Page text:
The story of Mary Queen of Scots, packed as it is with drama and tragedy, has always been a favourite of film makers. As far back as 1895, Thomas Edison made The Execution of Mary Stuart, a short film which was the first ever to use special effects to show Mary having her head chopped off. Since then, the doomed Scottish queen has been the subject of numerous biopics, from Katharine Hepburn’s Mary of Scotland (1936) to the new Josie Rourke film Mary Queen of Scots, starring Saoirse Ronan as Mary.
When newspapers and magazines cover period dramas, historians are always asked if they are accurate. As far as the new Rourke film is concerned, the answer is no, of course not.
Yet again audiences will come away thinking that she met Elizabeth I in person; that there was a romantic involvement between Mary’s husband Henry Stewart Lord Darnley and her Italian secretary David Rizzio; and that 16th century Scots were wild and uncultivated.
Compared to its predecessors, however, Rourke’s film does quite well at blending the established narrative about Mary with creative licence.
The 1971 film of Mary’s life, starring Vanessa Redgrave and Glenda Jackson, had the two queens meeting not once but twice. The 1936 movie was generally criticised for its melodramatic portrayal of Mary. And let’s not even address the wildly inaccurate treatment of Mary and the Anglo-Scottish relationship in the 1998 and 2007 biopics of Elizabeth I, starring Cate Blanchett.
Yet while tallying points on the historical scorecard in films is always fun, it’s harder to criticise film makers here than over many other historical events.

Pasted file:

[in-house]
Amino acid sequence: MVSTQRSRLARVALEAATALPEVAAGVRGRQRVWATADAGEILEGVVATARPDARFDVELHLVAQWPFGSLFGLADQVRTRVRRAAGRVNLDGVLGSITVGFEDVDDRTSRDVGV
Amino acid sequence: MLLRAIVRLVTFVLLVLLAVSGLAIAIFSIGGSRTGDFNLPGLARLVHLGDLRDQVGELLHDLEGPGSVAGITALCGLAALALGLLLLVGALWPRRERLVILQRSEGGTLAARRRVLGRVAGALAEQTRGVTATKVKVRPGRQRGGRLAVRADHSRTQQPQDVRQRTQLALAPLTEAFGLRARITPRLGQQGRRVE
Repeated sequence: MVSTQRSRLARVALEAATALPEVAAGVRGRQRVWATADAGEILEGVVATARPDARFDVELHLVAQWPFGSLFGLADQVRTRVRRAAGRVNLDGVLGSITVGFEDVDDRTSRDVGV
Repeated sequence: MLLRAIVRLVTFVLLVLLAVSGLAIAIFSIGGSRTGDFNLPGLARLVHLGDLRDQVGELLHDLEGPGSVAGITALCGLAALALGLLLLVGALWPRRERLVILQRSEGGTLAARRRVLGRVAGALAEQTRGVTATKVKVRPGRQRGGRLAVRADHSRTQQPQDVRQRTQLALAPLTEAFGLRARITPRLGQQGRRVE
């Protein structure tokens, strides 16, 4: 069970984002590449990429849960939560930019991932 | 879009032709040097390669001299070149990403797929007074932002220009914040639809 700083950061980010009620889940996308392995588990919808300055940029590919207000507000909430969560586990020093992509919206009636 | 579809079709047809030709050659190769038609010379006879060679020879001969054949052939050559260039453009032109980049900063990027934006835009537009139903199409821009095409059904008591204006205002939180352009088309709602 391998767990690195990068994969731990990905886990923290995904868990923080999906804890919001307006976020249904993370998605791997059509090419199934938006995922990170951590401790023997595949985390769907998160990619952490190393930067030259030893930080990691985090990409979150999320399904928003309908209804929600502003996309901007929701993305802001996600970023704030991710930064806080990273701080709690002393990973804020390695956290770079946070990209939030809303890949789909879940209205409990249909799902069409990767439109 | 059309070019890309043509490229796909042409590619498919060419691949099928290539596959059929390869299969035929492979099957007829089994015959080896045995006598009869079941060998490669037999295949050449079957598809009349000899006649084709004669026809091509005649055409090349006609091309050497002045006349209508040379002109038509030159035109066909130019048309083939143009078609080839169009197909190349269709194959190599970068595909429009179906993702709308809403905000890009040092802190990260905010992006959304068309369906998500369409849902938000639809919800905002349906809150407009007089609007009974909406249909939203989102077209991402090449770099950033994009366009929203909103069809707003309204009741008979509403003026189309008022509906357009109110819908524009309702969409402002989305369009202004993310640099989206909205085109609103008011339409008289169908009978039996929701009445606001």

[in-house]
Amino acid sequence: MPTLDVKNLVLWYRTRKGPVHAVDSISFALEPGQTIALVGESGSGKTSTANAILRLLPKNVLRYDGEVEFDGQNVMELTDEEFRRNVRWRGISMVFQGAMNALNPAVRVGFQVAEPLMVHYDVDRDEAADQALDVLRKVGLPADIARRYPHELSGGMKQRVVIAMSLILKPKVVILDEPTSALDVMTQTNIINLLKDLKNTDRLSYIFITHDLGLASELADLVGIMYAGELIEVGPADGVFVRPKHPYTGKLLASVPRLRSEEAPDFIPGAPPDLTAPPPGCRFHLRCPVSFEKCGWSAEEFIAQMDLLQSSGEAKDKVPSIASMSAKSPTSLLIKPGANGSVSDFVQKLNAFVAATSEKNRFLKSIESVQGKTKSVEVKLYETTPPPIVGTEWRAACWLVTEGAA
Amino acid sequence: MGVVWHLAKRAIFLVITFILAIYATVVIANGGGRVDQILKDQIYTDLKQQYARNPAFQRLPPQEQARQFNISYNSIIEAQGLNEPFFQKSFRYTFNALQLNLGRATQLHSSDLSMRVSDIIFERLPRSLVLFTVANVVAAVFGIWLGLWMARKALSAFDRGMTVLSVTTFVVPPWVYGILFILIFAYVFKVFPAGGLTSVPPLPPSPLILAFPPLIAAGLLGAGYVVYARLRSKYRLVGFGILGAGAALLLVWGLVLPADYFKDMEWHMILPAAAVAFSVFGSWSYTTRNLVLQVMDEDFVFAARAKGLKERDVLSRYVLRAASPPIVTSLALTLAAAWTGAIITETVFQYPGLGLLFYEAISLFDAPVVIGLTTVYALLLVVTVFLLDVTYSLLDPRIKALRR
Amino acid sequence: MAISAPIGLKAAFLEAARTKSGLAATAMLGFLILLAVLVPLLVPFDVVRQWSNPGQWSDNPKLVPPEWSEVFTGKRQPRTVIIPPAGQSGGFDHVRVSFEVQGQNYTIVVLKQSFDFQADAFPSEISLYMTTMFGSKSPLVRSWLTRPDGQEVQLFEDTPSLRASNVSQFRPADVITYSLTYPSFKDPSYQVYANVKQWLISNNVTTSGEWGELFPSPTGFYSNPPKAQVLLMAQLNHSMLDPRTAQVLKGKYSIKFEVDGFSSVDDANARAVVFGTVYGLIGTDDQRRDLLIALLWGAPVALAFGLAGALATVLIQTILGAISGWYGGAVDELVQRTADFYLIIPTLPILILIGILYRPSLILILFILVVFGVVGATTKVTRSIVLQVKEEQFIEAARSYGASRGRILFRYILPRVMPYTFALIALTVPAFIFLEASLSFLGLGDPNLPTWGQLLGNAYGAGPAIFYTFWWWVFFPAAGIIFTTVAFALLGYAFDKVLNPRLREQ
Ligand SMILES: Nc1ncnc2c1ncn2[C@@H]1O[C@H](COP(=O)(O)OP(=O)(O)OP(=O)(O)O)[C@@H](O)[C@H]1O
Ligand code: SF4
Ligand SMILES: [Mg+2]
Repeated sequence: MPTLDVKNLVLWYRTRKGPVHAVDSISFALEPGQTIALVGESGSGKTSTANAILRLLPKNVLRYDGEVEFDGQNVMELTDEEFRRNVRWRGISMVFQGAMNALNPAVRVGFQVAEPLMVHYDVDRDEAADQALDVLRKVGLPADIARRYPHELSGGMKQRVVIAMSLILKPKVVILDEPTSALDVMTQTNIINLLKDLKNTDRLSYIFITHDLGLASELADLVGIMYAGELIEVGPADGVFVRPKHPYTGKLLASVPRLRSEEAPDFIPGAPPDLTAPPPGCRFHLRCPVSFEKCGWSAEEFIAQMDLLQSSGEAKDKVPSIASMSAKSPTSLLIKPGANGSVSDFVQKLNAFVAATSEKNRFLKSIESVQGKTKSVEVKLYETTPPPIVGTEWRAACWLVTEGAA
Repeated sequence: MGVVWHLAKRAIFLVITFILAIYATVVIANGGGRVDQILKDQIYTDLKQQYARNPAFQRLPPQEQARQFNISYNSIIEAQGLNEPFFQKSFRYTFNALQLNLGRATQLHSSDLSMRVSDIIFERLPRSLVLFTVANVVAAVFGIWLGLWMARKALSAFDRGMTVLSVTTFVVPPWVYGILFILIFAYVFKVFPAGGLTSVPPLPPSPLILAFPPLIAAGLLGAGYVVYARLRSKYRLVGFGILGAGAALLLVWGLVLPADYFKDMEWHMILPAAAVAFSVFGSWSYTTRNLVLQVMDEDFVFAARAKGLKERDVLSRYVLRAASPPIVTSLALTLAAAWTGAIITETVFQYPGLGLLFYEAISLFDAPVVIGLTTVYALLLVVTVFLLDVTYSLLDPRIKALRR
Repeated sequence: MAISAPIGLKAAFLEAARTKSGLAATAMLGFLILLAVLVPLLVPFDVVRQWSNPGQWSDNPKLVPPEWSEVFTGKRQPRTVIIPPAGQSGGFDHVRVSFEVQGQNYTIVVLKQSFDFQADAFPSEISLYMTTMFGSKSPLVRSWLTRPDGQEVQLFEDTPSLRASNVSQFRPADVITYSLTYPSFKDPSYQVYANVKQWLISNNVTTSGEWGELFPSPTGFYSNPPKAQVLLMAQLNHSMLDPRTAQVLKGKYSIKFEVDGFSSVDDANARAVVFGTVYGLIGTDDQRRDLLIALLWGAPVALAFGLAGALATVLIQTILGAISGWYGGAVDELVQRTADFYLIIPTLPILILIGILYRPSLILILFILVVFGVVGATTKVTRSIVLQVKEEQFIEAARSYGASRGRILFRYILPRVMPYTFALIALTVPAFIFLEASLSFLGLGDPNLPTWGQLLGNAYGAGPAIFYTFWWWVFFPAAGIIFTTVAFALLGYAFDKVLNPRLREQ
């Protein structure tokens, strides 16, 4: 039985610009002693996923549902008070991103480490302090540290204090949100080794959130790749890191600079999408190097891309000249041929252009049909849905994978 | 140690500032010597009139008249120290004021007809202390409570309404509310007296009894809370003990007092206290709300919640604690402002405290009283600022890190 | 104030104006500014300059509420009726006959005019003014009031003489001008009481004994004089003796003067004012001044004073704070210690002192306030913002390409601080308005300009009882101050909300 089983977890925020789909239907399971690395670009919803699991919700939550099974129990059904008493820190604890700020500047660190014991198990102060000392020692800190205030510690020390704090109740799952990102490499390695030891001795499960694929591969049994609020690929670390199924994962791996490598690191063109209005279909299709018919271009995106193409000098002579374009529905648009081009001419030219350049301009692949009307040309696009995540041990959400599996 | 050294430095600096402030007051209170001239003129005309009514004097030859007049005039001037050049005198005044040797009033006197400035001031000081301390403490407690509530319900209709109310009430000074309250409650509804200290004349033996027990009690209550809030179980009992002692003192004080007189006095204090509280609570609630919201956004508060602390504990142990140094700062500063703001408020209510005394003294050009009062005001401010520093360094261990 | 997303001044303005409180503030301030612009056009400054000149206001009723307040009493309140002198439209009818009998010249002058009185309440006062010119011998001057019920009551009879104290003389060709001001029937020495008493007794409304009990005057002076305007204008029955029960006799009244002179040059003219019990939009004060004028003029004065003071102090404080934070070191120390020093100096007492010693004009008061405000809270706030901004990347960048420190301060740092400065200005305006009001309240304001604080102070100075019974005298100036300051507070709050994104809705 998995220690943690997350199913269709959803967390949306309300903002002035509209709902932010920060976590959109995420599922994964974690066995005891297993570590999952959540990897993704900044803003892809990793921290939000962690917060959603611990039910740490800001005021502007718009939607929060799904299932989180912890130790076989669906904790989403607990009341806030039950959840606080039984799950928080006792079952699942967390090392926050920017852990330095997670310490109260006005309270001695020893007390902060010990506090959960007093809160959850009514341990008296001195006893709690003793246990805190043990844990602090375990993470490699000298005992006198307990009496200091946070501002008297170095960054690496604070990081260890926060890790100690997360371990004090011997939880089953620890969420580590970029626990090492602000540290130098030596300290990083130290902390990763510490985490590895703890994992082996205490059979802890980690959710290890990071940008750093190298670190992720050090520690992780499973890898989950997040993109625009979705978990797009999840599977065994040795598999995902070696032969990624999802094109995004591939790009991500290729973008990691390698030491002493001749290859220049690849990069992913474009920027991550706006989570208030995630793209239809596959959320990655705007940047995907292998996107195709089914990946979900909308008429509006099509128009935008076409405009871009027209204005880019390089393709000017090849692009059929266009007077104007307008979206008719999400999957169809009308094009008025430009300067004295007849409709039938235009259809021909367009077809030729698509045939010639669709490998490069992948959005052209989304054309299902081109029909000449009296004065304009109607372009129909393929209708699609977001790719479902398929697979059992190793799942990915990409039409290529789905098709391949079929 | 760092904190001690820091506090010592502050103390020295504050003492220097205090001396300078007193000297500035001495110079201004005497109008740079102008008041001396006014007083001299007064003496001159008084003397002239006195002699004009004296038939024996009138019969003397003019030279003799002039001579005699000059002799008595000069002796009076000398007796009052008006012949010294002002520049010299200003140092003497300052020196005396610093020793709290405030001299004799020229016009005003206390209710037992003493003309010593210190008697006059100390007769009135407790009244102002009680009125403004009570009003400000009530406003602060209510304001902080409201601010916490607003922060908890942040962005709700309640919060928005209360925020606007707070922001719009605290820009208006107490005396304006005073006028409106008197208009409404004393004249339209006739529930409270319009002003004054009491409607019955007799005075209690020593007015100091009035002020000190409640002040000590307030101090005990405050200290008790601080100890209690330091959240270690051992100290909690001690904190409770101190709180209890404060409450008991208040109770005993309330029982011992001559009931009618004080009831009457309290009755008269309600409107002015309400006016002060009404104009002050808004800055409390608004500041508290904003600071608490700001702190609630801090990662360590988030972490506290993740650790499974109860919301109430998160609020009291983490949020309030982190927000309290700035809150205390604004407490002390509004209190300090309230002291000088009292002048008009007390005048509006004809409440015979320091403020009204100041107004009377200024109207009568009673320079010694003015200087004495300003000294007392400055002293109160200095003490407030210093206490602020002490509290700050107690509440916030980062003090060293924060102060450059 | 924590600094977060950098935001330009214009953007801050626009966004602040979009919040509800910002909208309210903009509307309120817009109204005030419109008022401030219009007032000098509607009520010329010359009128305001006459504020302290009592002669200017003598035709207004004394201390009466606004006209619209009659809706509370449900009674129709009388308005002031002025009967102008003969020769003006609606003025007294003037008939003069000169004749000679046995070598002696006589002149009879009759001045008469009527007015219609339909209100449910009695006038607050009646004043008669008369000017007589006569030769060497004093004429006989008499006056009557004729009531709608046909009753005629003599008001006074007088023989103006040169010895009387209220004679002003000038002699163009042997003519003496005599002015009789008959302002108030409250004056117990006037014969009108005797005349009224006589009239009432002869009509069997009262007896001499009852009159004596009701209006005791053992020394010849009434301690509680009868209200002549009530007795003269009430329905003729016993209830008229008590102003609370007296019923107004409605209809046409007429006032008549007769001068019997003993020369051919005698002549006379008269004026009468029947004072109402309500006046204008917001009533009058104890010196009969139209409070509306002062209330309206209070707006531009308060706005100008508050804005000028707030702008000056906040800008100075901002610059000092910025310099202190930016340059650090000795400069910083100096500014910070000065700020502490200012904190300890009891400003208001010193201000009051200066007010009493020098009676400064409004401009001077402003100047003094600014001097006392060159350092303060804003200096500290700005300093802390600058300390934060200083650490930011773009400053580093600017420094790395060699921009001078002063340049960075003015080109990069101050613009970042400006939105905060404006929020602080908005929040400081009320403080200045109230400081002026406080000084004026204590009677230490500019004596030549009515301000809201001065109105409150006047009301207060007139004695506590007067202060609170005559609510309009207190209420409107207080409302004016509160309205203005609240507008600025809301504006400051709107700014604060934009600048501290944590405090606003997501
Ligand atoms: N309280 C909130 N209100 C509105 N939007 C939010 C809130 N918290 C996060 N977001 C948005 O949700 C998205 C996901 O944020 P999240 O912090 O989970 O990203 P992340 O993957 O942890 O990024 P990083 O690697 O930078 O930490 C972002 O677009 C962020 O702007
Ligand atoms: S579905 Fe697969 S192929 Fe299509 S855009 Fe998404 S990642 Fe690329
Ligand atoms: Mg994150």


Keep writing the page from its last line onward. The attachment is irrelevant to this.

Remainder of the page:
The reality is that it’s highly problematic to think in terms of the “truth” about Mary because right from the beginning, all the historical sources have polarised into two wildly different accounts of to what extent she influenced the events of her demise.
Everyone agrees that Mary returned to Scotland from France in 1561 to become the active monarch, and that her reign started well and began to crumble after she married her cousin Lord Darnley in 1565. The marriage soon fell apart and Darnley was murdered by an explosion two years later.
Mary quickly married the Earl of Bothwell, and was forced to abdicate by rival nobles who objected to him becoming so closely interlinked with the throne. She ended up imprisoned before fleeing to England in 1568, where she was jailed again, in large part because of the threat she posed to Elizabeth as a rival to the throne. She remained in captivity until she was executed in 1587.
The disagreement turns on whether Mary was essentially a blameless victim or scheming perpetrator. Did she have a hand in Darnley’s death, in collusion with his possible murderer Bothwell? Did she marry Bothwell willingly or was she effectively forced because he had raped her? Was she actually involved in the Babington Plot against Elizabeth which resulted in her execution?
The two competing narratives sprang up from the moment Mary was forced off the throne in favour of her 13-month-old son, James VI. The intellectual and poet George Buchanan wrote one version, initially in his scurrilous 1571 tract De Maria Regina Scotorum. He smeared her as a lascivious whore who colluded with Bothwell in Darnley’s murder and helped her lover to seize the Scottish throne.